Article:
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pathfinder:campaign_systems2:hamlets

Hamlets

Overview

Hamlets are secondary settlements that can only be built after a hex has been cleared and settled. They are found in the hinterlands of villages, towns and cities. They can be about making more sophisticated use of the local resources or specialist knowledge, of just a way of adding further developments to a hex. Anyone can build a hamlet, so long as they get permission from the landowner before you start building.

  • The number of hamlets a settlement can support varies, and is limited to the defence Value of the Primary Settlement. Examples
  • Hamlets are not strongholds. Consumption Costs are borne by the 'Land Owner', Economy, Loyalty and Stability add to the primary settlements totals and the landowner also benefits from any tax income generated in the hamlet. It is just the same as building in town.

SIZE: Hamlets MUST be smaller than the Primary Settlement in the Hex. Single Site cannot be developed further, while other Hamlets are restricted to three plots and size 4.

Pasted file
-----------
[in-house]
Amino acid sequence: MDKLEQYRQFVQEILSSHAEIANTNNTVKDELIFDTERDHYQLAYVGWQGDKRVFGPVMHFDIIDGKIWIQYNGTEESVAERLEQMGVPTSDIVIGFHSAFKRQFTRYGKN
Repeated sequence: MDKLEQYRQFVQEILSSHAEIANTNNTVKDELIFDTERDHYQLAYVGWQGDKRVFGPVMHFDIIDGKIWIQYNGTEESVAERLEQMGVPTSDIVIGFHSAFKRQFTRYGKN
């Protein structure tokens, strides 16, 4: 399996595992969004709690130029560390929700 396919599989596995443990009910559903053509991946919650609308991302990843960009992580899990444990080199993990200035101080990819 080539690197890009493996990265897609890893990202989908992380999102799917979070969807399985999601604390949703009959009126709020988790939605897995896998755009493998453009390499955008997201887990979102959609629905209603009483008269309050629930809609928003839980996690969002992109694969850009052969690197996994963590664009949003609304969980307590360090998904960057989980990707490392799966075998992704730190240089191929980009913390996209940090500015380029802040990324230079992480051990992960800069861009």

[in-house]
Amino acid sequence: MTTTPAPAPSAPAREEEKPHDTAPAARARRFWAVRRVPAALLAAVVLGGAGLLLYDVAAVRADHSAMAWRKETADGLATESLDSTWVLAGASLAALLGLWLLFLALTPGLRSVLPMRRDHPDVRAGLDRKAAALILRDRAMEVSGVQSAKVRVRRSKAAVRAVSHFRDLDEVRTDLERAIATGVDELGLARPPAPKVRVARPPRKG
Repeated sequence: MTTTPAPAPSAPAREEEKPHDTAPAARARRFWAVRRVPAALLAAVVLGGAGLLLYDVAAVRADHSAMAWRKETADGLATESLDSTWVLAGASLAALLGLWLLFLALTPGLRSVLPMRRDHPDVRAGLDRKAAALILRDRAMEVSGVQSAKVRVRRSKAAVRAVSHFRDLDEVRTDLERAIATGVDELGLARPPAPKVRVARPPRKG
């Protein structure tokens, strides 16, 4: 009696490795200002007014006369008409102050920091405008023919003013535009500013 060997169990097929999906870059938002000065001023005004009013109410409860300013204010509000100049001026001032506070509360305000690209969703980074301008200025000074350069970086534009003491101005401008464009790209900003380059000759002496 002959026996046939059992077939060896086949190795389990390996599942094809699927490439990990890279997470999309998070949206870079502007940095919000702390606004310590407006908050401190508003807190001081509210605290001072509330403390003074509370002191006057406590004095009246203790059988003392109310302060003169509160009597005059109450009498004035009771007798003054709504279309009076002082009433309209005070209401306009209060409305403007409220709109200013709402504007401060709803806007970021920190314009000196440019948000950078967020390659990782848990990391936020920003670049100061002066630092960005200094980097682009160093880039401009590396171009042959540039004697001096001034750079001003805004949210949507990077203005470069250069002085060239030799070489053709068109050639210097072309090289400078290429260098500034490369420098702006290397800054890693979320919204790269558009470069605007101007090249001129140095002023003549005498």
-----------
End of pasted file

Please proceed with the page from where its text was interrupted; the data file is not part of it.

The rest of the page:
Development Suggestions


Types of Hamlet

There are five types of hamlet:-

  • Single Site - A single site hamlet is a home for a loner. It cannot be developed in the way as other hamlets - however, they can be built in Managed Wilderness Hexes as well as Hinterland Hexes.
  • Basic Hamlets - A basic hamlet adds a simple countryside business in the hinterland of a hex that already contains a Village, Town or City. It lets you expand your holding and add more 'flavour' to your settlement. There are a number of different hamlet types that suit different types of terrain.
  • Advanced Hamlets - These are generally extensions to the Basic Farm hamlet, where the farm is expanded to cultivate a specific crop (or type of livestock) as well as maintaining its basic farming business.
  • Special Hamlets - These are bespoke hamlets, often build by the wealthy as a home or for a non-economic purpose.
  • Spontaneous Hamlets - You can't build these. They occur when a group of Smallholders get together and build something using their own resources, for their own benefit.

Single Site hamlets

They may not be developed and stay as Single Sites because their residents do not, generally, want to be near other people. They have the advantage that you can build them in Urban, Rural and some wilderness hexes - but you cannot develop them further. These secondary Developments are for loners, people who want to be alone and don't really want to be a part of the local community. Hermits, mad alchemists, lonely witches and the like ….